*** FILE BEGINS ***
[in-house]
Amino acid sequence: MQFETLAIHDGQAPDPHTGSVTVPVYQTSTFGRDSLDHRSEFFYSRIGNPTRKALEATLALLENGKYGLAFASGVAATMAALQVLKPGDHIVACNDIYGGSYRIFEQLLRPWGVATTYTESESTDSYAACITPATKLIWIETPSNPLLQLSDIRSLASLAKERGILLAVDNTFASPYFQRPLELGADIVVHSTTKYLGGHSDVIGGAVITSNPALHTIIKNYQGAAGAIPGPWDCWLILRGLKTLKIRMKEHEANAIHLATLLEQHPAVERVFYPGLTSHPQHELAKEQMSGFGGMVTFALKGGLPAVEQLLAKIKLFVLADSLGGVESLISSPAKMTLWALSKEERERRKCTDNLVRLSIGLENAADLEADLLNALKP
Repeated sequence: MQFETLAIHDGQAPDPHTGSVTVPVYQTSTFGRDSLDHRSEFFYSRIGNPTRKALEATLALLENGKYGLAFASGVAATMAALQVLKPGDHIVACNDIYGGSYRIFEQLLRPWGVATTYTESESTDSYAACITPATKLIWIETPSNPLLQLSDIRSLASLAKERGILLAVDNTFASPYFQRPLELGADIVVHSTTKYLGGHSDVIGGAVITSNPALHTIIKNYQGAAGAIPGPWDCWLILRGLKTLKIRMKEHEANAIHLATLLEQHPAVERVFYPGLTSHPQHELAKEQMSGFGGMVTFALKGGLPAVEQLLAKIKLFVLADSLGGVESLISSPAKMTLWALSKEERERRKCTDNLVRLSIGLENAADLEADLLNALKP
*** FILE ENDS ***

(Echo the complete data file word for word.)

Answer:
[in-house]
Amino acid sequence: MQFETLAIHDGQAPDPHTGSVTVPVYQTSTFGRDSLDHRSEFFYSRIGNPTRKALEATLALLENGKYGLAFASGVAATMAALQVLKPGDHIVACNDIYGGSYRIFEQLLRPWGVATTYTESESTDSYAACITPATKLIWIETPSNPLLQLSDIRSLASLAKERGILLAVDNTFASPYFQRPLELGADIVVHSTTKYLGGHSDVIGGAVITSNPALHTIIKNYQGAAGAIPGPWDCWLILRGLKTLKIRMKEHEANAIHLATLLEQHPAVERVFYPGLTSHPQHELAKEQMSGFGGMVTFALKGGLPAVEQLLAKIKLFVLADSLGGVESLISSPAKMTLWALSKEERERRKCTDNLVRLSIGLENAADLEADLLNALKP
Repeated sequence: MQFETLAIHDGQAPDPHTGSVTVPVYQTSTFGRDSLDHRSEFFYSRIGNPTRKALEATLALLENGKYGLAFASGVAATMAALQVLKPGDHIVACNDIYGGSYRIFEQLLRPWGVATTYTESESTDSYAACITPATKLIWIETPSNPLLQLSDIRSLASLAKERGILLAVDNTFASPYFQRPLELGADIVVHSTTKYLGGHSDVIGGAVITSNPALHTIIKNYQGAAGAIPGPWDCWLILRGLKTLKIRMKEHEANAIHLATLLEQHPAVERVFYPGLTSHPQHELAKEQMSGFGGMVTFALKGGLPAVEQLLAKIKLFVLADSLGGVESLISSPAKMTLWALSKEERERRKCTDNLVRLSIGLENAADLEADLLNALKP